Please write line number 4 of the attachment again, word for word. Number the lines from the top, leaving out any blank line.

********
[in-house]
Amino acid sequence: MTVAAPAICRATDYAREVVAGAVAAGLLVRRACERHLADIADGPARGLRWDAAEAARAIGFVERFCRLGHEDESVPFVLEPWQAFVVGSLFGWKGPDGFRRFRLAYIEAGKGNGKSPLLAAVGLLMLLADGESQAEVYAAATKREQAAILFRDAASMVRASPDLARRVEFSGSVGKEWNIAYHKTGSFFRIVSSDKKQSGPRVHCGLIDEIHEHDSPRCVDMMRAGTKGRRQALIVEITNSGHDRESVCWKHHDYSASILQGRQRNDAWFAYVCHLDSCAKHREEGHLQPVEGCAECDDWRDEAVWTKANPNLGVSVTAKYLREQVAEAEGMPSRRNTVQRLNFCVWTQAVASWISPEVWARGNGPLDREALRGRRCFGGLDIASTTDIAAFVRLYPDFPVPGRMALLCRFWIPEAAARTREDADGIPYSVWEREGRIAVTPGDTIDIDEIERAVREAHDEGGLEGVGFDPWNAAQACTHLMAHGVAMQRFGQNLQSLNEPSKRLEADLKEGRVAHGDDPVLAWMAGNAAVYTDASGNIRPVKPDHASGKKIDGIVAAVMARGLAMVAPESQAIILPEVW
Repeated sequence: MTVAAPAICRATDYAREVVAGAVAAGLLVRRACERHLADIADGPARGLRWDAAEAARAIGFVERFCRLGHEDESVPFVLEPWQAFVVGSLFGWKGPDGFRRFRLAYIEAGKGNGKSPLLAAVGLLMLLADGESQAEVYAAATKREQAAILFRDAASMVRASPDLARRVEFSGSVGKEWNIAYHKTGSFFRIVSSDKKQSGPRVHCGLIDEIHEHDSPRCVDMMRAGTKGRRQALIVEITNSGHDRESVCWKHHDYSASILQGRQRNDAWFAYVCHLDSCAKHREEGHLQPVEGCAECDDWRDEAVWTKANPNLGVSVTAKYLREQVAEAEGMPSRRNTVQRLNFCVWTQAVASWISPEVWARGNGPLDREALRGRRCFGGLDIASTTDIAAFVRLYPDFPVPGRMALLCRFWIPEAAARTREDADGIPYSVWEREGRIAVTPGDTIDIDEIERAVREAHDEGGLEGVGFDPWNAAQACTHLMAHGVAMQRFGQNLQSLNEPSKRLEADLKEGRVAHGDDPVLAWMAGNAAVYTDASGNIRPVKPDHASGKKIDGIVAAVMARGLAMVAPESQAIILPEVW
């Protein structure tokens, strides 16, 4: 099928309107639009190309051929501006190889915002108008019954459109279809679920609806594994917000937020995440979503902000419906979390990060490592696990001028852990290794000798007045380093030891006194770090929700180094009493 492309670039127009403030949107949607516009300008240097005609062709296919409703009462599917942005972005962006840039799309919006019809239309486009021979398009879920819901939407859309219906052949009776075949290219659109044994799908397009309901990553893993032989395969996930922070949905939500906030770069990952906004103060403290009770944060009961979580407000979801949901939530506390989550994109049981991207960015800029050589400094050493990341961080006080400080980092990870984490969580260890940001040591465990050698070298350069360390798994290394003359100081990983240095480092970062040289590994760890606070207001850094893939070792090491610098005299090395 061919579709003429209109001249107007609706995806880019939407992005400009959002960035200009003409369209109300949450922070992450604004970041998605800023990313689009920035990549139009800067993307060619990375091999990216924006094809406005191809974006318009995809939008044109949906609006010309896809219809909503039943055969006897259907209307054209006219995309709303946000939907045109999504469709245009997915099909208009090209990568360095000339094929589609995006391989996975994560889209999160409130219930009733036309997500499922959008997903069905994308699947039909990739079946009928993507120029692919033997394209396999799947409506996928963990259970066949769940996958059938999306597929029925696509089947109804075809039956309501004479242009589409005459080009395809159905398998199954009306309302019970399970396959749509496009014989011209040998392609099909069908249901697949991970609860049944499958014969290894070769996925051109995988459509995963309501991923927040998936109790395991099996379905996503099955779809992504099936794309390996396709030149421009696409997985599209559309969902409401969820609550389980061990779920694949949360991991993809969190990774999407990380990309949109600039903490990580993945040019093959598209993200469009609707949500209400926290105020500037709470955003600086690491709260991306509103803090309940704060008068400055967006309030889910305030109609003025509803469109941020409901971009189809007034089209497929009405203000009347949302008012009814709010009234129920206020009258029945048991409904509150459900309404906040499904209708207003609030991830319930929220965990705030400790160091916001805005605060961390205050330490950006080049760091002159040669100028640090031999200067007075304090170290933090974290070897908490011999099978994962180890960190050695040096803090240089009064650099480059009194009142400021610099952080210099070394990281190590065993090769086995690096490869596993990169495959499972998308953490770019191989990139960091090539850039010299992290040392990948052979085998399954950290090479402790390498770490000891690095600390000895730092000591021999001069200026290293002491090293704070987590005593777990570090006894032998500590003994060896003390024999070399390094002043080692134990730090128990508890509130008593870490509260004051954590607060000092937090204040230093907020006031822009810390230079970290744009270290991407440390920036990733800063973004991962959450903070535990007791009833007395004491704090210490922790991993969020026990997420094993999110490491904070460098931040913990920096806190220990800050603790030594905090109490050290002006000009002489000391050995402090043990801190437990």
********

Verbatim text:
């Protein structure tokens, strides 16, 4: 099928309107639009190309051929501006190889915002108008019954459109279809679920609806594994917000937020995440979503902000419906979390990060490592696990001028852990290794000798007045380093030891006194770090929700180094009493 492309670039127009403030949107949607516009300008240097005609062709296919409703009462599917942005972005962006840039799309919006019809239309486009021979398009879920819901939407859309219906052949009776075949290219659109044994799908397009309901990553893993032989395969996930922070949905939500906030770069990952906004103060403290009770944060009961979580407000979801949901939530506390989550994109049981991207960015800029050589400094050493990341961080006080400080980092990870984490969580260890940001040591465990050698070298350069360390798994290394003359100081990983240095480092970062040289590994760890606070207001850094893939070792090491610098005299090395 061919579709003429209109001249107007609706995806880019939407992005400009959002960035200009003409369209109300949450922070992450604004970041998605800023990313689009920035990549139009800067993307060619990375091999990216924006094809406005191809974006318009995809939008044109949906609006010309896809219809909503039943055969006897259907209307054209006219995309709303946000939907045109999504469709245009997915099909208009090209990568360095000339094929589609995006391989996975994560889209999160409130219930009733036309997500499922959008997903069905994308699947039909990739079946009928993507120029692919033997394209396999799947409506996928963990259970066949769940996958059938999306597929029925696509089947109804075809039956309501004479242009589409005459080009395809159905398998199954009306309302019970399970396959749509496009014989011209040998392609099909069908249901697949991970609860049944499958014969290894070769996925051109995988459509995963309501991923927040998936109790395991099996379905996503099955779809992504099936794309390996396709030149421009696409997985599209559309969902409401969820609550389980061990779920694949949360991991993809969190990774999407990380990309949109600039903490990580993945040019093959598209993200469009609707949500209400926290105020500037709470955003600086690491709260991306509103803090309940704060008068400055967006309030889910305030109609003025509803469109941020409901971009189809007034089209497929009405203000009347949302008012009814709010009234129920206020009258029945048991409904509150459900309404906040499904209708207003609030991830319930929220965990705030400790160091916001805005605060961390205050330490950006080049760091002159040669100028640090031999200067007075304090170290933090974290070897908490011999099978994962180890960190050695040096803090240089009064650099480059009194009142400021610099952080210099070394990281190590065993090769086995690096490869596993990169495959499972998308953490770019191989990139960091090539850039010299992290040392990948052979085998399954950290090479402790390498770490000891690095600390000895730092000591021999001069200026290293002491090293704070987590005593777990570090006894032998500590003994060896003390024999070399390094002043080692134990730090128990508890509130008593870490509260004051954590607060000092937090204040230093907020006031822009810390230079970290744009270290991407440390920036990733800063973004991962959450903070535990007791009833007395004491704090210490922790991993969020026990997420094993999110490491904070460098931040913990920096806190220990800050603790030594905090109490050290002006000009002489000391050995402090043990801190437990």